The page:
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Increased reporting of occupational hearing loss: workers' compensation in Washington State, 1984-1998.
Daniell-WE; Fulton-Kehoe-D; Cohen-M; Swan-SS; Franklin-GM
Am J Ind Med 2002 Dec; 42(6):502-510
Workers' compensation claims for hearing loss increased two-fold during 1984-1991 in Washington State. This population-based descriptive study examined 27,019 claims filed during 1984-1998 and accepted for hearing loss, in the workers' compensation jurisdiction that covers nearly all non-federal workers in Washington State. The number of claims increased 12-fold during 1984-1998. The annual incidence reached 2.6/1,000 workers statewide, and 70/1,000 in the most impacted industry. The increase involved all ages over 35 years, especially claimants over 65 years. Only 4% of providers accounted for 66% of claims. Most claimants (90%) received permanent partial disability compensation. In 1998, identifiable costs exceeded $57 million dollars. The striking increase in claims is probably largely due to reporting phenomena unrelated to current work circumstances. However, occupational hearing loss is probably much more common than usually recognized, and contemporary workers may still face substantial risk for hearing loss.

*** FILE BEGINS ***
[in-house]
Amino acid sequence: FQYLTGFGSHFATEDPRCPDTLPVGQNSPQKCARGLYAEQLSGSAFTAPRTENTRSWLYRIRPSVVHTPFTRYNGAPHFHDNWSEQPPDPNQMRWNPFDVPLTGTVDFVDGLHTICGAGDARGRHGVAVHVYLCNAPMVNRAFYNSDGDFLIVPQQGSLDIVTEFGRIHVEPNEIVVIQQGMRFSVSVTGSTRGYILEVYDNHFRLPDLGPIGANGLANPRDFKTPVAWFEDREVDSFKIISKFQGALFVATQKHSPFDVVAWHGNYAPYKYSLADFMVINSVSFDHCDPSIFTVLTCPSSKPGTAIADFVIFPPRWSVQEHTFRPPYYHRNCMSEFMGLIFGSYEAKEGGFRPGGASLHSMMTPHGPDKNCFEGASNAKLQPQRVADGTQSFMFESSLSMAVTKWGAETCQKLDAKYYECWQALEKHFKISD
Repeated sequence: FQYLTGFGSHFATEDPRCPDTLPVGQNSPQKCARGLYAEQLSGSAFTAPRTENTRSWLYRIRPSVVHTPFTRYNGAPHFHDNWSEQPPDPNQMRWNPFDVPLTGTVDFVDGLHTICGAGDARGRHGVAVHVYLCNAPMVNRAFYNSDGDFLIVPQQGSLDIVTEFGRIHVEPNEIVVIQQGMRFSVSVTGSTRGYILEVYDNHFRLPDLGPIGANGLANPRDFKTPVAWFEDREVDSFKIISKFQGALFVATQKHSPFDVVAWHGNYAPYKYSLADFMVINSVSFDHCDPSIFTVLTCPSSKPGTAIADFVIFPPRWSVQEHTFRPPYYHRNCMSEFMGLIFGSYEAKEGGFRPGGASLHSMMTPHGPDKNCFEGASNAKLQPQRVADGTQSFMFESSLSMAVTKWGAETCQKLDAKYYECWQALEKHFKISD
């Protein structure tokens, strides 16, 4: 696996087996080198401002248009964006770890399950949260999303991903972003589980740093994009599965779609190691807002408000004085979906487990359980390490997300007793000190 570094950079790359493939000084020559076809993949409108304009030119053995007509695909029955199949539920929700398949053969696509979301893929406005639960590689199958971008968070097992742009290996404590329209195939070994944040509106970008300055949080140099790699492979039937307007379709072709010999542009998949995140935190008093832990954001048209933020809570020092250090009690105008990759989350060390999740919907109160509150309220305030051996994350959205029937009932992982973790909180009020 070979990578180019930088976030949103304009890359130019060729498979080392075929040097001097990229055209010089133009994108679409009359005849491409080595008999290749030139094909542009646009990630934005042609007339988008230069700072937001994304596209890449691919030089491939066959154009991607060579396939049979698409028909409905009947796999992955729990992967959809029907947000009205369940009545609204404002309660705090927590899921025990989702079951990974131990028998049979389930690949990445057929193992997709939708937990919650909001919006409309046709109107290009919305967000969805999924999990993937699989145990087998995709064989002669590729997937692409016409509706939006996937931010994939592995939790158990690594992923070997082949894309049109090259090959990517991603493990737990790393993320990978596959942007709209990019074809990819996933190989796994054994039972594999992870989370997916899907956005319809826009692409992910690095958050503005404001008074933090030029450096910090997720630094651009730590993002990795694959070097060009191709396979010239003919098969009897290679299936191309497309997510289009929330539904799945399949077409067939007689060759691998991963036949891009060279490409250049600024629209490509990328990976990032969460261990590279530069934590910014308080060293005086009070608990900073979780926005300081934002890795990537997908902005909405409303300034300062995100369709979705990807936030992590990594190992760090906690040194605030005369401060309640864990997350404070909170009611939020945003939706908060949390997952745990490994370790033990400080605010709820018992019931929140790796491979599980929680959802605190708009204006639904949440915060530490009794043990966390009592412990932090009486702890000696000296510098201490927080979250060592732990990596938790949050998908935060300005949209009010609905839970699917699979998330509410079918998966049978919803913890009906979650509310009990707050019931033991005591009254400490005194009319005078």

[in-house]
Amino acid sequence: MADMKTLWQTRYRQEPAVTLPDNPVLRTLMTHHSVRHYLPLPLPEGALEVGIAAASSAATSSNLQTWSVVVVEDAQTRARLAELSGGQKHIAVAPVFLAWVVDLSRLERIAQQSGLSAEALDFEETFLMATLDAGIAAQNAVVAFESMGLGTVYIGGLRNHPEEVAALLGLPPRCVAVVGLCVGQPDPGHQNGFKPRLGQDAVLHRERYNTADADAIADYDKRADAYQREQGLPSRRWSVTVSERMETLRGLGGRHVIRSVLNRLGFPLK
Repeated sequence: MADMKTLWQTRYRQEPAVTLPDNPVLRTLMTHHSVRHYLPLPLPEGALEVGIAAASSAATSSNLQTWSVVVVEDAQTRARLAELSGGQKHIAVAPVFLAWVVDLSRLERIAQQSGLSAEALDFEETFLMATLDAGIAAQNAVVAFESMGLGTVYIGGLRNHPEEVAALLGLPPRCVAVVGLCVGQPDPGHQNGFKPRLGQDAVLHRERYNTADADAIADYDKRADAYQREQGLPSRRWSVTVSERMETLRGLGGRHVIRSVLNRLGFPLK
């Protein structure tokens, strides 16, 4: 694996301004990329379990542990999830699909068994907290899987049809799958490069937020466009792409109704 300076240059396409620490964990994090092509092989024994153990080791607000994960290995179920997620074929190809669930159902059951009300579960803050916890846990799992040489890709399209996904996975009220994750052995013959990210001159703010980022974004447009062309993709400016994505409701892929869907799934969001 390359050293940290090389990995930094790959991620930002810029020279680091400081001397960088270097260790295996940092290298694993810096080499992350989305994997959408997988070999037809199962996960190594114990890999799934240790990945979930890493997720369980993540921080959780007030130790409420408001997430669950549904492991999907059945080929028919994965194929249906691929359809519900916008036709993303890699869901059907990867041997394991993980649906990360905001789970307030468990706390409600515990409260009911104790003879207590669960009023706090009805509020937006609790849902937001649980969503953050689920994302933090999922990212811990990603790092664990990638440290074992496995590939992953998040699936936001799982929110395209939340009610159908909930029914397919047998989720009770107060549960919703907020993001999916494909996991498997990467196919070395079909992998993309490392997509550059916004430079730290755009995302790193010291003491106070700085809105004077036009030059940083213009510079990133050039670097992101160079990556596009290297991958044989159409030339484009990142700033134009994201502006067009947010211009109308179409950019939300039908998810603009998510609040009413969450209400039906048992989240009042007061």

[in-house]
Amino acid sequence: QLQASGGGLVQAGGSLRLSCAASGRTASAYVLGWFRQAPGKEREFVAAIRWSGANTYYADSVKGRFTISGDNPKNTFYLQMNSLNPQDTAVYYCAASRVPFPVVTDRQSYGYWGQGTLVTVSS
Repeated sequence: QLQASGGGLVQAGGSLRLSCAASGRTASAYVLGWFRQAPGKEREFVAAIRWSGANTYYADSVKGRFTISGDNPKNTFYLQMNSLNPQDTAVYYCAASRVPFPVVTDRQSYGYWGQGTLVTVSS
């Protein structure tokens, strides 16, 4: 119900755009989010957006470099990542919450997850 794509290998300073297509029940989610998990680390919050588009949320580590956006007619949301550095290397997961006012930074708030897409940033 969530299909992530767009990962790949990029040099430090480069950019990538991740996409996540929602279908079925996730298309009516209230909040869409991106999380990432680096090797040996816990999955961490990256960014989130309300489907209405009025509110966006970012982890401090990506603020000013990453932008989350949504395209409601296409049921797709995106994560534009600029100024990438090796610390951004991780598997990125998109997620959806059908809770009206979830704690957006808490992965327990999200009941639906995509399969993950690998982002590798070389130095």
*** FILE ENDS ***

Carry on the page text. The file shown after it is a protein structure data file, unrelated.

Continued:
Occupational-health; Hearing-loss; Noise-induced-hearing-loss; Workers; Worker-health; Demographic-characteristics; Age-factors; Risk-analysis; Risk-factors; Epidemiology; Occupational-diseases; Statistical-analysis
William E. Daniell, Department of Environmental Health, University of Washington, Box 357234, Seattle, WA 98195-7234
Issue of Publication
Disease and Injury: Hearing Loss
American Journal of Industrial Medicine
University of Washington, Seattle, Washington
Page last reviewed: March 11, 2019
Content source: National Institute for Occupational Safety and Health Education and Information Division